The Ultimate Glossary Of Tech Career Jargon And Vocabulary

The Ultimate Glossary Of Tech Career Jargon And Vocabulary

I’ve had a variation of this conversation many times in my career.

I’ll ping you offline via DM about the perf cycle in the next sprint cycle.

Ack

Ack is right! Whether you’re brand new to tech or a grizzled veteran with decades of experience, this industry will present you with a daunting number of acronyms, made-up words, and slang. In the above exchange, “ack” is short for acknowledged, used to quickly tell the recipient that their message has been received (often during production issues).

Use the browser’s find option to jump directly to the term you’re confused about, or read on to imbibe the tech culture deep within your soul.

We split this guide into 2 sections: first, we cover general terms used throughout the tech world. Then, we document terms for specific companies. When a company gets large enough (think FAANG companies), it starts developing its own culture and language.

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The tech industry is constantly changing. We tried to make this glossary thorough, but it does require upkeep. If you notice an error or want to contribute a definition, email us at team@jointaro.com, and we’ll reply within 48 hours!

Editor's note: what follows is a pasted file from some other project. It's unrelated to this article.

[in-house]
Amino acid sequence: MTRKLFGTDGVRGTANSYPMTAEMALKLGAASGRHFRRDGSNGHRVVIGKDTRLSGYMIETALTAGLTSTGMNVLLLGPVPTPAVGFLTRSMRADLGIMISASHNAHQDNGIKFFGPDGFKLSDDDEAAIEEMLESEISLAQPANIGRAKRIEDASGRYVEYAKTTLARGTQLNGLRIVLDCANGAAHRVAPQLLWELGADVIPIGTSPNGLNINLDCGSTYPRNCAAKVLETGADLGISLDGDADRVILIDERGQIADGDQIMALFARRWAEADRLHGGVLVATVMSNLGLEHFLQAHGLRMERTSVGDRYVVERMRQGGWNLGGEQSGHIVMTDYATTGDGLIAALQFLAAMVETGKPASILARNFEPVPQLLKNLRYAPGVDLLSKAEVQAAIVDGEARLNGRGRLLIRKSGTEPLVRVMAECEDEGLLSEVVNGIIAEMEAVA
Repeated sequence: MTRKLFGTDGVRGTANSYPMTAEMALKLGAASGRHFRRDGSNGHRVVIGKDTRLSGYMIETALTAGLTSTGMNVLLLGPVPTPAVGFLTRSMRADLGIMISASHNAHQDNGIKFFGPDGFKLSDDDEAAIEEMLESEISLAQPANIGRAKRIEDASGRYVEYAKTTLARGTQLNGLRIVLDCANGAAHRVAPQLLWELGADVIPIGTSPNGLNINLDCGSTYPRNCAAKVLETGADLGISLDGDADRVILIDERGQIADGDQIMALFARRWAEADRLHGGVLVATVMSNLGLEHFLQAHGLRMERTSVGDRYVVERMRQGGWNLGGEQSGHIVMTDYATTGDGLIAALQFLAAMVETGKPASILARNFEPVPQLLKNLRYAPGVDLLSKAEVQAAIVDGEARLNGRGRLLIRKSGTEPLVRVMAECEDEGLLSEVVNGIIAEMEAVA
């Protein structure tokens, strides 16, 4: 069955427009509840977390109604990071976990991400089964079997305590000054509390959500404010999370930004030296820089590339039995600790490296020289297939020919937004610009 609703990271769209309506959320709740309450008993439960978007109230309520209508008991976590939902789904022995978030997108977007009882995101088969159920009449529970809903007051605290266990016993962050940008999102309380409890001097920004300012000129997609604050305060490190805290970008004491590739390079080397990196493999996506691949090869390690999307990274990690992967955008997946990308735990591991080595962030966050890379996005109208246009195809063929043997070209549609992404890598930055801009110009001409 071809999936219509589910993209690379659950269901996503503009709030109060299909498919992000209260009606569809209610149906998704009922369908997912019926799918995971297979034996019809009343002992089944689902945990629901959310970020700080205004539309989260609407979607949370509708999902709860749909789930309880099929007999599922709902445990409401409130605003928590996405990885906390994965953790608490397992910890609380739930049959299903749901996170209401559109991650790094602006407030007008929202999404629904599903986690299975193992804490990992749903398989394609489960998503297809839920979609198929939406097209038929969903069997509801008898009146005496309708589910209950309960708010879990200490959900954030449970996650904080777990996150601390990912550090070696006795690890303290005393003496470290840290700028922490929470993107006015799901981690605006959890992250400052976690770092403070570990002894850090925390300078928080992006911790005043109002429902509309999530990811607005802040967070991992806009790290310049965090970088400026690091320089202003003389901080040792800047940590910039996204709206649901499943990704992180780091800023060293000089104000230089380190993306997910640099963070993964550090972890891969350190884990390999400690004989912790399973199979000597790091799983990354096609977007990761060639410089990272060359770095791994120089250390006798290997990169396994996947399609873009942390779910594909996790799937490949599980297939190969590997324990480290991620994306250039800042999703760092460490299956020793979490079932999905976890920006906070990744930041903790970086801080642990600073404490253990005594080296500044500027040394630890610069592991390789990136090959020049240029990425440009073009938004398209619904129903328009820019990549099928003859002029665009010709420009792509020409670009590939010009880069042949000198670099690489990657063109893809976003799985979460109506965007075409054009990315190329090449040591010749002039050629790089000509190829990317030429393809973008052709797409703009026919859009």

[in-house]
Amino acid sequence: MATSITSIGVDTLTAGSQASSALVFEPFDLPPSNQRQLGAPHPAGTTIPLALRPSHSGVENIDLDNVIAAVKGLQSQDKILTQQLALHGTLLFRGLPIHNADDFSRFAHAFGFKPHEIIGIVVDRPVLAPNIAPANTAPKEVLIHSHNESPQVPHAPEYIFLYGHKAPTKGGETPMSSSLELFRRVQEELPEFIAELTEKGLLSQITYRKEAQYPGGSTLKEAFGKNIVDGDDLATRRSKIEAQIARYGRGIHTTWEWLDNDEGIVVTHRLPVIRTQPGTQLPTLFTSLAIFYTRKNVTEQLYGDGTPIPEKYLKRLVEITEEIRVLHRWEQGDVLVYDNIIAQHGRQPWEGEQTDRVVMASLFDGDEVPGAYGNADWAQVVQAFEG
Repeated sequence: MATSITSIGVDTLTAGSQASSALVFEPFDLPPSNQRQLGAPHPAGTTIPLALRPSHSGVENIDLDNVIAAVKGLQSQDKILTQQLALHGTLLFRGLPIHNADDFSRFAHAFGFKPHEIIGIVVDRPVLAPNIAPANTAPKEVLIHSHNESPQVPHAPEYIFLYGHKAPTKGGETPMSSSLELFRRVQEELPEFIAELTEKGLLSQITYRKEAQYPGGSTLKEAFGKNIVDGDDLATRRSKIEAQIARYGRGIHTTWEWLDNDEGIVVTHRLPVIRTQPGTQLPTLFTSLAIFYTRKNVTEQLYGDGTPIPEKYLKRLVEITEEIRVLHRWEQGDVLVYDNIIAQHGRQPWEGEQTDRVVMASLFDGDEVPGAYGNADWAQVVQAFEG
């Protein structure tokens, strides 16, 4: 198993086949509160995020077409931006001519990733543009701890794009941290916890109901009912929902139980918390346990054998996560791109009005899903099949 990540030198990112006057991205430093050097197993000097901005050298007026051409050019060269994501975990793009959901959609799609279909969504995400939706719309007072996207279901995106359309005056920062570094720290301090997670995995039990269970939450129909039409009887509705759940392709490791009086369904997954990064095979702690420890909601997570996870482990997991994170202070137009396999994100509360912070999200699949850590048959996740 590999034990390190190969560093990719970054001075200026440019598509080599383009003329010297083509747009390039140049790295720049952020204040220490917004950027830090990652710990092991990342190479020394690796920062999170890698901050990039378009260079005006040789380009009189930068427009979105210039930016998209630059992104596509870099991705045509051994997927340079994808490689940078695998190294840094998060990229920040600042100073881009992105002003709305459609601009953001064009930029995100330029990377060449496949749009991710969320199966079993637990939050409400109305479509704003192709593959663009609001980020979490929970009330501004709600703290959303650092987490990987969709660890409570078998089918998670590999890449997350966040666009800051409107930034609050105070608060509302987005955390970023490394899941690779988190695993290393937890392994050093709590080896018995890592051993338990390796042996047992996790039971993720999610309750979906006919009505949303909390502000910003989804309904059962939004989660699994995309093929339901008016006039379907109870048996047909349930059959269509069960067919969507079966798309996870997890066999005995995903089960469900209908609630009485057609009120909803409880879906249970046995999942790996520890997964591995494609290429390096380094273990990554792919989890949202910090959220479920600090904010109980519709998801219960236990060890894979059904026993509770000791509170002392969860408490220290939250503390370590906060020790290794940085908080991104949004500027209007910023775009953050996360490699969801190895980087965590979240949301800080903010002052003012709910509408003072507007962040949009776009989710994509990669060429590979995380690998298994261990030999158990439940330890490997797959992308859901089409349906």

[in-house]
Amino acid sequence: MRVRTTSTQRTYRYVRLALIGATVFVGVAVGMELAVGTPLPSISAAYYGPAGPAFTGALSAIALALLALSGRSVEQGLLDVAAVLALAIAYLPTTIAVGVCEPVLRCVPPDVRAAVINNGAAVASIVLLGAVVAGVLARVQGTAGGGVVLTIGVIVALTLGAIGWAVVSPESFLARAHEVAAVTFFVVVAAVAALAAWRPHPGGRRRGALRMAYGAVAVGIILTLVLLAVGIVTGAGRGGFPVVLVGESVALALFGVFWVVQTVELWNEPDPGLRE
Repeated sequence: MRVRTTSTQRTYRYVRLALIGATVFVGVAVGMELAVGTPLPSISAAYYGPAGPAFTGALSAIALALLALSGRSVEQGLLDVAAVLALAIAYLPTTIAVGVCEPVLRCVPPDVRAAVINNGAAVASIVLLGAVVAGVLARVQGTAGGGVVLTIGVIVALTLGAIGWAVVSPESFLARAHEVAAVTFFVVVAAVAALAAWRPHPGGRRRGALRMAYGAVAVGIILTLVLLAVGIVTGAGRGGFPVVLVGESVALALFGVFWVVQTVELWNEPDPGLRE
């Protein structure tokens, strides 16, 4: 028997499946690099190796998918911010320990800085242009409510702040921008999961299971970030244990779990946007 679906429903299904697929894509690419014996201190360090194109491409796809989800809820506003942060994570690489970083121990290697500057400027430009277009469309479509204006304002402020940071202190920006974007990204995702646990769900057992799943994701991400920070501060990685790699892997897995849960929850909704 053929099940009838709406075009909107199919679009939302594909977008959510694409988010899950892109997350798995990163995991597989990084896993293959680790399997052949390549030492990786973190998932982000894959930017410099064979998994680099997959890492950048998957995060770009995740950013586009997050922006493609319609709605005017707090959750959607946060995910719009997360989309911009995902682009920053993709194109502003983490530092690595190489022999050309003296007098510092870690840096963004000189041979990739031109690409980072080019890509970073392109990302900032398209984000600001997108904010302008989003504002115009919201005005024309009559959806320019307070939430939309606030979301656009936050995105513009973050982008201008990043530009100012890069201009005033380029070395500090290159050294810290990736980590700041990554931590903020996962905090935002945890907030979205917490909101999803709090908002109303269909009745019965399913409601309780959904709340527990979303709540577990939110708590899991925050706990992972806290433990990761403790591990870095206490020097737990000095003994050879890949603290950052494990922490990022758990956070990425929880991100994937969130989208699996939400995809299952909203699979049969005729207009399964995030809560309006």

Tech Industry Terminology

  • A/B Test: An experiment to modify an experience and choose between several options (A or B). This could be as simple as changing a button color or the entire underlying interface for the app. A/B tests are notoriously hard to get right and often suffer from imbalanced groups and unintended consequences.
  • Agile: Software development focused on rapid iteration and communication instead of careful planning. (In contrast to the older “waterfall” style of development.) Often abused by power-hungry project managers who want to control what engineers should work on.